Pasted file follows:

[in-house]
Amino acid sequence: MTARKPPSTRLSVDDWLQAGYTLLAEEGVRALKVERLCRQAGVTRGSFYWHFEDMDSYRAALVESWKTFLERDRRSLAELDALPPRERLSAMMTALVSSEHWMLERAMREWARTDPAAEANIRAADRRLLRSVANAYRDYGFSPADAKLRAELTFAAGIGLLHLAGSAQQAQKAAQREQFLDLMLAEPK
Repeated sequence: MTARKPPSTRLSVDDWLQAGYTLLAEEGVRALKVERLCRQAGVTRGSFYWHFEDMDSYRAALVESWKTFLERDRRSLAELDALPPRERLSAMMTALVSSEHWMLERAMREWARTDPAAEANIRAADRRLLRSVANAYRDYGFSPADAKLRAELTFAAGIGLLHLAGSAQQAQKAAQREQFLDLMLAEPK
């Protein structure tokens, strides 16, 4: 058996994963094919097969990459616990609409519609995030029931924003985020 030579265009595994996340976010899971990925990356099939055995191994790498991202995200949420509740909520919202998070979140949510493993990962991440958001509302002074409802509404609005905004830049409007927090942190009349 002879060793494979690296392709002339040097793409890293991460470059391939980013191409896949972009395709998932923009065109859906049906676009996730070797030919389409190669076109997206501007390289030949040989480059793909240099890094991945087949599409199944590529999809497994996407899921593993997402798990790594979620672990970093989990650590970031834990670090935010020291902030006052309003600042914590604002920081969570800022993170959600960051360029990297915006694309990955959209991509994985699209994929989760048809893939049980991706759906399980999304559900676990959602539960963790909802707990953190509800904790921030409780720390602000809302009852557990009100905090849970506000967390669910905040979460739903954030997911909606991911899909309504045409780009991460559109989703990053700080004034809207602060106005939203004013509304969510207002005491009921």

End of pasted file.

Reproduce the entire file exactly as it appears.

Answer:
[in-house]
Amino acid sequence: MTARKPPSTRLSVDDWLQAGYTLLAEEGVRALKVERLCRQAGVTRGSFYWHFEDMDSYRAALVESWKTFLERDRRSLAELDALPPRERLSAMMTALVSSEHWMLERAMREWARTDPAAEANIRAADRRLLRSVANAYRDYGFSPADAKLRAELTFAAGIGLLHLAGSAQQAQKAAQREQFLDLMLAEPK
Repeated sequence: MTARKPPSTRLSVDDWLQAGYTLLAEEGVRALKVERLCRQAGVTRGSFYWHFEDMDSYRAALVESWKTFLERDRRSLAELDALPPRERLSAMMTALVSSEHWMLERAMREWARTDPAAEANIRAADRRLLRSVANAYRDYGFSPADAKLRAELTFAAGIGLLHLAGSAQQAQKAAQREQFLDLMLAEPK
């Protein structure tokens, strides 16, 4: 058996994963094919097969990459616990609409519609995030029931924003985020 030579265009595994996340976010899971990925990356099939055995191994790498991202995200949420509740909520919202998070979140949510493993990962991440958001509302002074409802509404609005905004830049409007927090942190009349 002879060793494979690296392709002339040097793409890293991460470059391939980013191409896949972009395709998932923009065109859906049906676009996730070797030919389409190669076109997206501007390289030949040989480059793909240099890094991945087949599409199944590529999809497994996407899921593993997402798990790594979620672990970093989990650590970031834990670090935010020291902030006052309003600042914590604002920081969570800022993170959600960051360029990297915006694309990955959209991509994985699209994929989760048809893939049980991706759906399980999304559900676990959602539960963790909802707990953190509800904790921030409780720390602000809302009852557990009100905090849970506000967390669910905040979460739903954030997911909606991911899909309504045409780009991460559109989703990053700080004034809207602060106005939203004013509304969510207002005491009921």